Community Responds to College’s Demolition of Village Housing


Sophie Payne

A vacant lot on Elm Street. The College has completed demolitions of seven Village Housing Units since January after filing to do so in November.

Last month’s demolition of seven Village Houses has sparked conversation over whether the College should have been more intentional in consulting the surrounding community before making the decision to tear the houses down. The College currently has no plans to build on the vacant lots, and some residents are concerned about how the demolition could change the character of their neighborhoods.

Carrie Handy, director of planning and development for the City of Oberlin, says her office has received a few questions.

“Obviously, they’re concerned about what might go there in the future,” Handy said. “I guess maybe they thought, you know, ‘Is it going to be student housing? Is it going to be … just a single-family house?’ Those kinds of questions. They’re just not certain of what’s going to happen in the future.”

According to Vice President and Dean of Students Meredith Raimondo, it is primarily Facilities Operations’ job to communicate to the City about any demolition or construction through the permitting process.

She believes that it is up to the City, not the College, to communicate directly to residents. However, she does agree that the College must be cognizant of the way its actions affect residents.

“I think it’s really important for the College — as an institution — to be a good neighbor,” Raimondo said. “And because it does own properties that are in neighborhoods, that includes thinking about its presence in those neighborhoods. That principle, to me, should always guide — and I believe and hope always does guide — the work that we do that touches residential neighborhoods.”

Because the College is a nonprofit organization, it’s exempt from a majority of property taxes. While the College does not pay a property tax on its academic buildings, it does have to pay property taxes on Village Houses. With the demolitions, however, the College will pay less in property taxes for these lots, which will sharply decrease in value.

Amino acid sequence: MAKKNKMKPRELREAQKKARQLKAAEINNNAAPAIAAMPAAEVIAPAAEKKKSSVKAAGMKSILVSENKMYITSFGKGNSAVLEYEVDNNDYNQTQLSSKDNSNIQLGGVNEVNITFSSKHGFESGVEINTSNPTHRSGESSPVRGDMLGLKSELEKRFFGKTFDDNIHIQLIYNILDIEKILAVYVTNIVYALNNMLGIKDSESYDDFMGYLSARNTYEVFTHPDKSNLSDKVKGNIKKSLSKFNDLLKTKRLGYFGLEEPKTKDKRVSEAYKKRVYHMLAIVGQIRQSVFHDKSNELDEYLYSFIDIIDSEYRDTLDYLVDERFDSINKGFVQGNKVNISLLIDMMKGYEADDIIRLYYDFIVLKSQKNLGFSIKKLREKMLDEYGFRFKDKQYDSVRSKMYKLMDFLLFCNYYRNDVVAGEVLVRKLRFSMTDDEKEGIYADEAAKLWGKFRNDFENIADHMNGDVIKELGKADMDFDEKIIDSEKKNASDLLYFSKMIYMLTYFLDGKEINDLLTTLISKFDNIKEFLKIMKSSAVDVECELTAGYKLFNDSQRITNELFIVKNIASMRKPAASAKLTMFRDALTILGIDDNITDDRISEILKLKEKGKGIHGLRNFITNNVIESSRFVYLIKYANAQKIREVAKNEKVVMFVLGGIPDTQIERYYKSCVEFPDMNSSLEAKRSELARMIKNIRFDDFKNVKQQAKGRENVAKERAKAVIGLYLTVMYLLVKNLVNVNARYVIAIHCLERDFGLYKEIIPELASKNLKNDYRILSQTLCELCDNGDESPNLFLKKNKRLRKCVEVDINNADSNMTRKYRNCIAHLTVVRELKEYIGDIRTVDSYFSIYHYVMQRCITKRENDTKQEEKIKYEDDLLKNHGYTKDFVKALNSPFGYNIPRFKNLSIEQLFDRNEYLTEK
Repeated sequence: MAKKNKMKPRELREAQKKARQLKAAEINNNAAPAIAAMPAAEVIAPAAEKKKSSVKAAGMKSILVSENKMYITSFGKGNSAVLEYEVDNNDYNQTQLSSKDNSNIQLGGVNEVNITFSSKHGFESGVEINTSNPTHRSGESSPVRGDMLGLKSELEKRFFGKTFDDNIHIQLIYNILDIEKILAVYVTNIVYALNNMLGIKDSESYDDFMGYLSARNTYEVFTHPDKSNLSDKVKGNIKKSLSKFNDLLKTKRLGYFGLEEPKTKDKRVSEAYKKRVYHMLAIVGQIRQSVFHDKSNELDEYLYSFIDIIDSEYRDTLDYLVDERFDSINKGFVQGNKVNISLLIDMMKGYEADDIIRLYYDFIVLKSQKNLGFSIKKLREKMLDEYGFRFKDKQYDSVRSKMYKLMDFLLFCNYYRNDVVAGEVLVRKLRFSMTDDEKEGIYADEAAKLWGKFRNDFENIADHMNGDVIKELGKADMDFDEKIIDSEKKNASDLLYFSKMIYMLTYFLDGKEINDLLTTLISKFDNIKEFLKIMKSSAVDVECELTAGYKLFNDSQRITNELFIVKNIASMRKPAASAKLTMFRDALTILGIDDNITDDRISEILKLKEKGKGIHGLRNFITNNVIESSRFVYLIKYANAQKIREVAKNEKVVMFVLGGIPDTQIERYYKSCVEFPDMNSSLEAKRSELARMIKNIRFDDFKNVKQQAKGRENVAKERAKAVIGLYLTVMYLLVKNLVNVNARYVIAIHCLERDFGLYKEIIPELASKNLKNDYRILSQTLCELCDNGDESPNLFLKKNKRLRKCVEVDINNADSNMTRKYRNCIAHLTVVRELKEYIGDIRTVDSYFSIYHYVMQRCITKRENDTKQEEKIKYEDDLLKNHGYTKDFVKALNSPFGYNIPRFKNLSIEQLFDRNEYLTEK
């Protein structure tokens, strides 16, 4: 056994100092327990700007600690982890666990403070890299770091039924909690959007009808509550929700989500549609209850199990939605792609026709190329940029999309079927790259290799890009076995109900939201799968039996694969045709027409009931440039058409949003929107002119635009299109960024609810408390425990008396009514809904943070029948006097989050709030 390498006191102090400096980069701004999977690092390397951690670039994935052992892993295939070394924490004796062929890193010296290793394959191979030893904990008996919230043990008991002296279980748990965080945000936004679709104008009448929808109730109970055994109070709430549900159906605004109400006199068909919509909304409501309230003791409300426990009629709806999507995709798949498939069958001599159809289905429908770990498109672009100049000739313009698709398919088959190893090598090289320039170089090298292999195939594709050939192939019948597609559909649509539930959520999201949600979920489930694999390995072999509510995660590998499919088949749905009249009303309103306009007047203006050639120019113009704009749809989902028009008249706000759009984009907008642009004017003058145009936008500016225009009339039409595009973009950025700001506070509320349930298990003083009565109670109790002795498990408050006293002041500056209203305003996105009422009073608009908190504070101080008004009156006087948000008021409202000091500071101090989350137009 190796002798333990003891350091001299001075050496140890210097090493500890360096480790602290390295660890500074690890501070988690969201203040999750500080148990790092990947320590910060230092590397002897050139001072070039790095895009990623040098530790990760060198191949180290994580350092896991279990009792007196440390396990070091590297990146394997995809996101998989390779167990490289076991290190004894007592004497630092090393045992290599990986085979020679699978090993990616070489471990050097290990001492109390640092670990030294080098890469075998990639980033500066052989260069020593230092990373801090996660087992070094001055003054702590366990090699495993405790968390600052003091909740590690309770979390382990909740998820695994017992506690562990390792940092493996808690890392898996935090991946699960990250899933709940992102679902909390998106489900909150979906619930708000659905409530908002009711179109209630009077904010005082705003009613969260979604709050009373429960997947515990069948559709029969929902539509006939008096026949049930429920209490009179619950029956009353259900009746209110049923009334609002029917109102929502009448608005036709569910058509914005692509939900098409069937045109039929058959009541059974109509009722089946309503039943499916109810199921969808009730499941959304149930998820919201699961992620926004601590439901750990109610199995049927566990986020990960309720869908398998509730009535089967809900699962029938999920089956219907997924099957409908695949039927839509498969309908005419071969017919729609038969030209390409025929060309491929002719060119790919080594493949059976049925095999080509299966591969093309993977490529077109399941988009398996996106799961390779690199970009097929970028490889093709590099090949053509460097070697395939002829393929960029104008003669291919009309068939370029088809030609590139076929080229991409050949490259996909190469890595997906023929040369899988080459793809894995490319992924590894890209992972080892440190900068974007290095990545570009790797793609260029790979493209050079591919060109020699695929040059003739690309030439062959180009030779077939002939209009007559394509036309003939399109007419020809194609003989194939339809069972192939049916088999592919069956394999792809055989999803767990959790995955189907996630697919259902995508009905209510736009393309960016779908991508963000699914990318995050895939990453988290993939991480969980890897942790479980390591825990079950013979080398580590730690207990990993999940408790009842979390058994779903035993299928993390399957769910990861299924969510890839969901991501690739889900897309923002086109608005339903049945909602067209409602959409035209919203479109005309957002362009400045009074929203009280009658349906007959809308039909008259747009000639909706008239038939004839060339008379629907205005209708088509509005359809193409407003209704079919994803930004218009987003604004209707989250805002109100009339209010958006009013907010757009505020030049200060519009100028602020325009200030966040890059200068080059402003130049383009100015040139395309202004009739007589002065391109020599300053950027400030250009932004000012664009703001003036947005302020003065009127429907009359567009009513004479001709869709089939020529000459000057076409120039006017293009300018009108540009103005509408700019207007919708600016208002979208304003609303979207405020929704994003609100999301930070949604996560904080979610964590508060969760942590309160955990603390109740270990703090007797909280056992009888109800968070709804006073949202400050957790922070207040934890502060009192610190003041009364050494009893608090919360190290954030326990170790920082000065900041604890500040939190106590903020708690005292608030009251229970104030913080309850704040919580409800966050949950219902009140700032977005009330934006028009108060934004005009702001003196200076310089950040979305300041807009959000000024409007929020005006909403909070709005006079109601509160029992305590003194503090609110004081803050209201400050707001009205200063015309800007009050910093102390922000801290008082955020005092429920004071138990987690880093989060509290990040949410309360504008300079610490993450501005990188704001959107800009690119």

“They’ll still pay a little bit of property tax, but not to the extent that they were,” City Councilperson Kelley Singleton said. “So, of the houses that have come down, they were paying around $20,000 a year in property tax. Now that money will go away: $10,000 of that will not go to the local schools, [and] $1,200 a year won’t go to the library to help fund that. So it might not sound like a lot of money, but try going into the library and asking them for a check for $1,200 and see how far you get.”

This is not the first time in recent memory that questions have arisen regarding how the College should engage with its largely tax-exempt status. Back in 2015, students made an unsuccessful push for the College to contribute a payment to the City in lieu of property taxes, a fee that some nonprofits voluntarily agree to pay to offset their tax-exempt status (“Students Push for Agreement on College Taxes,” The Oberlin Review, Dec. 12, 2015).

Singleton suggested that a possible option for town-gown collaboration on housing and property issues could be the Oberlin Community Land Trust, a new nonprofit that seeks to create affordable housing for low-income people, seniors, families, and first-time homeowners.

Krista Long, owner of Ben Franklin & MindFair Books, is the land trust’s president. She says that the College previously offered houses to the Oberlin CLT but that they were not the right fit for the organization at the time. However, the Oberlin CLT was not consulted with regard to the seven properties that were recently demolished.

With the College looking to downsize its physical footprint after the release of the Academic and Administrative Program Review final report, Long had hoped that the administration would seek to work with local organizations to address this problem.

“What are they going to do with that property?” Long said. “I would like to see them turn it over to an organization like ours so that we can get affordable housing on the street. Oberlin College probably has another plan.”

Singleton echoed Long’s feelings of uncertainty.

“When the College uses the word ‘community,’ they don’t mean Oberlin,” Singleton said. “They mean Oberlin College. I would like it to be a community, not just separate entities. … Let’s have One Oberlin, one where it’s all of us together trying to raise the ship together.”

Long says that her organization is open to collaboration with the College in the future but echoes Singleton in saying that communication can sometimes be a challenge.

“It’s a chronic problem and a chronic two-way problem,” Long said. “When you have an institution like Oberlin that is such a large part of the community — a large property owner, a large employer, a large consumer of utilities — all of those things affect the way the City makes decisions. While there has been some improvement in that, I think it’s a struggle.”